From Middle English cunning, kunning, konnyng, alteration of earlier Middle English cunninde, kunnende, cunnand, from Old English cunnende, present participle of cunnan (“to know how to, be able to”), equivalent to con + -ing. Cognate with Scots cunnand (“cunning”), German dialectal könnend (“cunning”), Icelandic kunnandi (“cunning”). More at con, can.
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From Middle English cunning, kunnyng, partially from Old English *cunning (verbal noun), from cunnan (“to know how to, be able to”); partially from Old English cunnung (“knowledge, trial, probation, experience, contact, carnal knowledge”), from cunnian (“to search into, try, test, seek for, explore, investigate, experience, have experience of, to make trial of, know”), equivalent to con + -ing.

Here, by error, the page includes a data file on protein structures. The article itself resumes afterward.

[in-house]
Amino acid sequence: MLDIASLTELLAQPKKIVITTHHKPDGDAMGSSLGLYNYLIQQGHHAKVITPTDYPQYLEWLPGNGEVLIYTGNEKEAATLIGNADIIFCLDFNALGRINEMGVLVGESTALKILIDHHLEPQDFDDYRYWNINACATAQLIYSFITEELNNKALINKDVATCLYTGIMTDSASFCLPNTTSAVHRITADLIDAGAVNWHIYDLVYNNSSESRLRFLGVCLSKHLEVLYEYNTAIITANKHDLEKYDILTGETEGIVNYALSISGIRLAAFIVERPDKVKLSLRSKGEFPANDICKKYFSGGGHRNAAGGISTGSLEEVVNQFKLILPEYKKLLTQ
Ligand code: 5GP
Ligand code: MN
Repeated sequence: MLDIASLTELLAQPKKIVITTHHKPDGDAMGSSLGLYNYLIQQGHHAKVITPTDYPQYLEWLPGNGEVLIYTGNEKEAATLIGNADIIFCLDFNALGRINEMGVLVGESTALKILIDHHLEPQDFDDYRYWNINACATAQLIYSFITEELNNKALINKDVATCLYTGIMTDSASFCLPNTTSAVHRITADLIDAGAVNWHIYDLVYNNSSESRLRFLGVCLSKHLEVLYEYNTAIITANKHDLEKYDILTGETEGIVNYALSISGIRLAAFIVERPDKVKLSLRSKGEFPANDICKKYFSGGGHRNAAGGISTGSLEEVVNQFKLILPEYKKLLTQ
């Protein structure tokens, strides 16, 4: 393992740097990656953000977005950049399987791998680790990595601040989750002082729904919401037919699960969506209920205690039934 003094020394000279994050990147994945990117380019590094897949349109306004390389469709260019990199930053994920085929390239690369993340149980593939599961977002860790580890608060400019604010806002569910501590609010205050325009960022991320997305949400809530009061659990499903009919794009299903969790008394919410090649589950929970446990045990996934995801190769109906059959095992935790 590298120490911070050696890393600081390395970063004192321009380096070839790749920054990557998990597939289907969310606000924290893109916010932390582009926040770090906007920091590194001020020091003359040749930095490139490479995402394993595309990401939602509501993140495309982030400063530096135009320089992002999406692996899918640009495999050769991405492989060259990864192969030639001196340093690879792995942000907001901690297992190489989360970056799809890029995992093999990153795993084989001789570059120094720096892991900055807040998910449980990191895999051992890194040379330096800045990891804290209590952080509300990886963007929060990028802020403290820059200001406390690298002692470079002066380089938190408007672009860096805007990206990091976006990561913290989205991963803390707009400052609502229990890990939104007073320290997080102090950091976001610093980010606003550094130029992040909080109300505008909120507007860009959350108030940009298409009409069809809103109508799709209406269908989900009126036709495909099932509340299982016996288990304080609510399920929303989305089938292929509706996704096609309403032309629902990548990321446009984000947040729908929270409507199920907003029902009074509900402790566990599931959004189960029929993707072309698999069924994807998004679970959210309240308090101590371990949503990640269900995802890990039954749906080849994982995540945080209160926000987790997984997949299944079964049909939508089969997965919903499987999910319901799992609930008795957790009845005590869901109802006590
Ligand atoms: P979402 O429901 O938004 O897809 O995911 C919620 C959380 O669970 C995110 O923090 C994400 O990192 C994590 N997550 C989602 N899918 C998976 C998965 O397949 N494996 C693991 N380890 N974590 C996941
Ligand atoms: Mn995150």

cunning (plural cunnings)
- (obsolete) Knowledge; learning; special knowledge (sometimes implying occult or magical knowledge).
- Practical knowledge or experience; aptitude in performance; skill, proficiency; dexterity.
- Practical skill employed in a secret or crafty manner; craft; artifice; skillful deceit.
- The disposition to employ one's skill in an artful manner; craftiness; guile; artifice; skill of being cunning, sly, conniving, or deceitful.
- The natural wit or instincts of an animal.
- the cunning of the fox or hare